Sleep study

A sleep study is a test that records the activity of the body during sleep. There are five main types of sleep studies that use different methods to test for different sleep characteristics and disorders. These include simple sleep studies, polysomnography, multiple sleep latency tests (MSLTs), maintenance of wakefulness tests (MWTs), and home sleep tests (HSTs). In medicine, sleep studies have been useful in identifying and ruling out various sleep disorders. Sleep studies have also been valuable to psychology, in which they have provided insight into brain activity and the other physiological factors of both sleep disorders and normal sleep. This has allowed further research to be done on the relationship between sleep and behavioral and psychological factors.

Sign with text: Sömnförsök pågår (Sleep study in progress), room for sleep studies in NÄL hospital, Sweden.


Depending on the method being used, sleep studies can help diagnose or rule out the following disorders:

  • Sleep-related breathing disorders, such as sleep apnea[1][2]
  • Sleep-related seizure disorders[1]
  • Sleep-related movement disorders, such as periodic limb movement disorder, which is repeated muscle twitching of the feet, legs, or arms during sleep.[2][1] Sleep studies may be used to diagnose or rule out restless legs syndrome (RLS). However, RLS usually is diagnosed based on signs and symptoms, medical history, and a physical exam.[1]
  • Problems sleeping at night (insomnia): caused by stress, depression, hunger, physical discomfort, or other problem.[2]
  • Sleep disorders that cause extreme daytime tiredness, such as narcolepsy[1][2] or circadian rhythm sleep disorders.
  • Problems with nighttime behaviors, such as sleepwalking, night terrors, or bed-wetting
  • Bruxism or grinding of the teeth during sleep
  • Problems sleeping during the day because of working at night or rotating shift work. This sleep problem is called shift work sleep disorder.[2]
  • Sleep studies can also determine problems with stages of sleep. The two primary categories of sleep are non-rapid eye movement (NREM) and rapid eye movement sleep (REM). Normally, four to five series of NREM and REM make up a night's sleep. A change in this cycle may make it hard to sleep soundly.[2]


The most common sleep studies are:


Polysomnography records several body functions during sleep, including brain activity, eye movement, oxygen and carbon dioxide blood levels, heart rate and rhythm, breathing rate and rhythm, the flow of air through the mouth and nose, snoring, body muscle movements, and chest and belly movement.[2] These tests are typically done at night in a hospital or sleep center. Polysomnogram tests can give insight into what is going wrong with an individuals sleep and why the issue is occurring.[3]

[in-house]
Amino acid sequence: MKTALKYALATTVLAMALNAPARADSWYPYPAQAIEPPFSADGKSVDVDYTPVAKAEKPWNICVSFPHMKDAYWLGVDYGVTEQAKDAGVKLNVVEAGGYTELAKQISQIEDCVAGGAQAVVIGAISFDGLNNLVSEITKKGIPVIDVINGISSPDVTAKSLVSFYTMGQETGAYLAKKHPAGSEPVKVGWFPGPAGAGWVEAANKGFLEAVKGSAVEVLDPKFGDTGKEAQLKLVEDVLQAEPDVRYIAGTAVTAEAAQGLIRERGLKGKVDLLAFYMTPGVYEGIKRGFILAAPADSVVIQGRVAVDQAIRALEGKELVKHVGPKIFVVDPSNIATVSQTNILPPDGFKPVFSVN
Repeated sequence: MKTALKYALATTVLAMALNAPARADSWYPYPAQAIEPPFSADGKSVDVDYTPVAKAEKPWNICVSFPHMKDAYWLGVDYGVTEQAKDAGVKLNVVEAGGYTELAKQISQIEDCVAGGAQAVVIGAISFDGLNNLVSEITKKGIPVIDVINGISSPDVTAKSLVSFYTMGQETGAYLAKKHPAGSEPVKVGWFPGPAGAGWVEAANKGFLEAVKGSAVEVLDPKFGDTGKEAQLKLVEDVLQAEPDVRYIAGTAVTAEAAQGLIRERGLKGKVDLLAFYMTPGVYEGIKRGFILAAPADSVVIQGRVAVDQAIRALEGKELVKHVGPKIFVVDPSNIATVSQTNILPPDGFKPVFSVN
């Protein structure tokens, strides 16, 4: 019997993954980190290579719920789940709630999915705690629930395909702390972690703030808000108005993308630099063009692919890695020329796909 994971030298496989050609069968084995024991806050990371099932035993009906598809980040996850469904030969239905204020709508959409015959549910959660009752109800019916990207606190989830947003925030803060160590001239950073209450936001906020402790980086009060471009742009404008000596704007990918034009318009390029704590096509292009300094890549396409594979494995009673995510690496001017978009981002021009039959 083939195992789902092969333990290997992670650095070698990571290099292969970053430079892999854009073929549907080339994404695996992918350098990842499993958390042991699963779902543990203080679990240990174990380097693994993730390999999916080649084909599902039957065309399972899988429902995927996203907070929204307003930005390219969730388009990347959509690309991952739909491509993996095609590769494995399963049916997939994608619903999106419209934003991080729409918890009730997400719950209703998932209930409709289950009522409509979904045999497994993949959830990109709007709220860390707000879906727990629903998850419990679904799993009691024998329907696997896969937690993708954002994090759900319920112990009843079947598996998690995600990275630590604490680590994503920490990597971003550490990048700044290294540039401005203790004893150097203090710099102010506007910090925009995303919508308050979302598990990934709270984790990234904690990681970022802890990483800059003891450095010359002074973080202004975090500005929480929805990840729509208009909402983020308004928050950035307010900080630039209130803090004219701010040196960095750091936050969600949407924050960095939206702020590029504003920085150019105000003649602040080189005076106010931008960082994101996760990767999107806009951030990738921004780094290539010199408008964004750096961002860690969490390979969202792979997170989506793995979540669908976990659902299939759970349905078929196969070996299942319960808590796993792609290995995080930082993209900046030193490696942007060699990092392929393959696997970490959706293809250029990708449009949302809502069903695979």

Multiple sleep latency test (MSLT)Edit

The MSLT measures, by several nap opportunities in one day, how long it takes a person to fall asleep. It also determines whether REM sleep appears upon falling asleep.[2][4] It is usually performed immediately after an overnight study. This test is the standard to test for narcolepsy and idiopathic hypersomnia.[5]

Maintenance of wakefulness test (MWT)Edit

This test measures whether a person can stay awake during a time when she or he is normally awake.[2][4] Like the MSLT, the MWT is performed in a sleep diagnostic center over 4 - 5 nap periods. A mean sleep onset latency of less than 10 minutes is suggestive of excessive daytime sleepiness.

Home sleep test (HST)Edit

These typically include the individual whose sleep is being studied receiving a portable monitor and may include other items such as a finger clip and an airflow sensor. Items measured include oxygen saturation, heart rate, airflow, body movement, time spent snoring, sleep position, and brain waves.[6]

Sleep study in psychologyEdit

Sleep studies have been imperative for the empirical research of sleep psychology. The area of sleep psychology evaluates the physiological, and behavioral factors of normal sleep and sleep disorders along with the neuroscience and brain-wave activity associated with sleep, as well as the study of circadian rhythms.[7]

Administers of sleep studiesEdit

Sleep Specialists are doctors that are board certified in sleep medicine. Doctors qualified to order a sleep study include:

A doctor who provides first contact for a person with a health concern.[8][circular reference]

Board-certified sleep medicine doctors have undergone special training and testing to ensure they can diagnose all sleep-related disorders, including sleep apnea.[9]

The neurologist treats disorders that affect the brain, spinal cord, and nerves.[10]

A medical practitioner specializing in the diagnosis and treatment of mental illness.[11]


  1. ^ a b c d e "Sleep Studies | National Heart, Lung, and Blood Institute (NHLBI)". Retrieved 2019-04-26.
  2. ^ a b c d e f g h i "Sleep Disorder Diagnosis Through a Sleep Study". WebMD. Retrieved 2019-04-26.
  3. ^ "Polysomnography (sleep study) - Mayo Clinic". Retrieved 2019-04-18.
  4. ^ a b "Medicaid Policies".
  5. ^ "Multiple Sleep Latency Test - Overview and Facts". Retrieved 2019-04-18.
  6. ^ "Do At Home Sleep Studies Really Work". Retrieved 2019-04-18.
  7. ^ "Sleep Psychology". Retrieved 2019-04-18.
  8. ^ Primary care physician
  9. ^ [1]"What is a Sleep Specialist?"
  10. ^ [2]"What is a Neurologist?"
  11. ^ [3]"Medical Definition of Psychiatrist"

External sourcesEdit